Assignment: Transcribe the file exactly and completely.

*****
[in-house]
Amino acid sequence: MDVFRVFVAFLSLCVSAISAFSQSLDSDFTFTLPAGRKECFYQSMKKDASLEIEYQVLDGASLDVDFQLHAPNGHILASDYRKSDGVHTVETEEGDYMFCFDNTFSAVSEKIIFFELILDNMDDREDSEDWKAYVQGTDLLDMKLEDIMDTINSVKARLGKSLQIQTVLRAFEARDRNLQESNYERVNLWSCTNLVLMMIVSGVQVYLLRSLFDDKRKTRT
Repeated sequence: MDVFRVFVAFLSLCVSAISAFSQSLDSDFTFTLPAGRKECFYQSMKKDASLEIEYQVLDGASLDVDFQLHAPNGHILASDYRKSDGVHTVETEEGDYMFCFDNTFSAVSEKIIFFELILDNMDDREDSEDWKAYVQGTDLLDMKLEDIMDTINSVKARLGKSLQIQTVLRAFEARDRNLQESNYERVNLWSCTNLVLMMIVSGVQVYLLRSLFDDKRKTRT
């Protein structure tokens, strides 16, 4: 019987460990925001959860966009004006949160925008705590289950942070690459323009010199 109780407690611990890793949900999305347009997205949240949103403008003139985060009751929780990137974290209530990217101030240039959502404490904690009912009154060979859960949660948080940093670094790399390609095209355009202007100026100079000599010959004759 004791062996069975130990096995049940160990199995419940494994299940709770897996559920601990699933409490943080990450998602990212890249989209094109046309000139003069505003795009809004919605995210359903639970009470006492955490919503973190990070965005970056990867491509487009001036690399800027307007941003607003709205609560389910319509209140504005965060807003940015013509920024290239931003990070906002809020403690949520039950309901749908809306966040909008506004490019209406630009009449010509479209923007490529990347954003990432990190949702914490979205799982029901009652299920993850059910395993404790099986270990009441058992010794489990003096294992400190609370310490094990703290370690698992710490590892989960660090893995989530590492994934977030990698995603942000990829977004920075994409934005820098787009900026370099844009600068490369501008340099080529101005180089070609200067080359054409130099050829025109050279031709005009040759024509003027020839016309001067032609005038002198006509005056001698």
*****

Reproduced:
[in-house]
Amino acid sequence: MDVFRVFVAFLSLCVSAISAFSQSLDSDFTFTLPAGRKECFYQSMKKDASLEIEYQVLDGASLDVDFQLHAPNGHILASDYRKSDGVHTVETEEGDYMFCFDNTFSAVSEKIIFFELILDNMDDREDSEDWKAYVQGTDLLDMKLEDIMDTINSVKARLGKSLQIQTVLRAFEARDRNLQESNYERVNLWSCTNLVLMMIVSGVQVYLLRSLFDDKRKTRT
Repeated sequence: MDVFRVFVAFLSLCVSAISAFSQSLDSDFTFTLPAGRKECFYQSMKKDASLEIEYQVLDGASLDVDFQLHAPNGHILASDYRKSDGVHTVETEEGDYMFCFDNTFSAVSEKIIFFELILDNMDDREDSEDWKAYVQGTDLLDMKLEDIMDTINSVKARLGKSLQIQTVLRAFEARDRNLQESNYERVNLWSCTNLVLMMIVSGVQVYLLRSLFDDKRKTRT
């Protein structure tokens, strides 16, 4: 019987460990925001959860966009004006949160925008705590289950942070690459323009010199 109780407690611990890793949900999305347009997205949240949103403008003139985060009751929780990137974290209530990217101030240039959502404490904690009912009154060979859960949660948080940093670094790399390609095209355009202007100026100079000599010959004759 004791062996069975130990096995049940160990199995419940494994299940709770897996559920601990699933409490943080990450998602990212890249989209094109046309000139003069505003795009809004919605995210359903639970009470006492955490919503973190990070965005970056990867491509487009001036690399800027307007941003607003709205609560389910319509209140504005965060807003940015013509920024290239931003990070906002809020403690949520039950309901749908809306966040909008506004490019209406630009009449010509479209923007490529990347954003990432990190949702914490979205799982029901009652299920993850059910395993404790099986270990009441058992010794489990003096294992400190609370310490094990703290370690698992710490590892989960660090893995989530590492994934977030990698995603942000990829977004920075994409934005820098787009900026370099844009600068490369501008340099080529101005180089070609200067080359054409130099050829025109050279031709005009040759024509003027020839016309001067032609005038002198006509005056001698």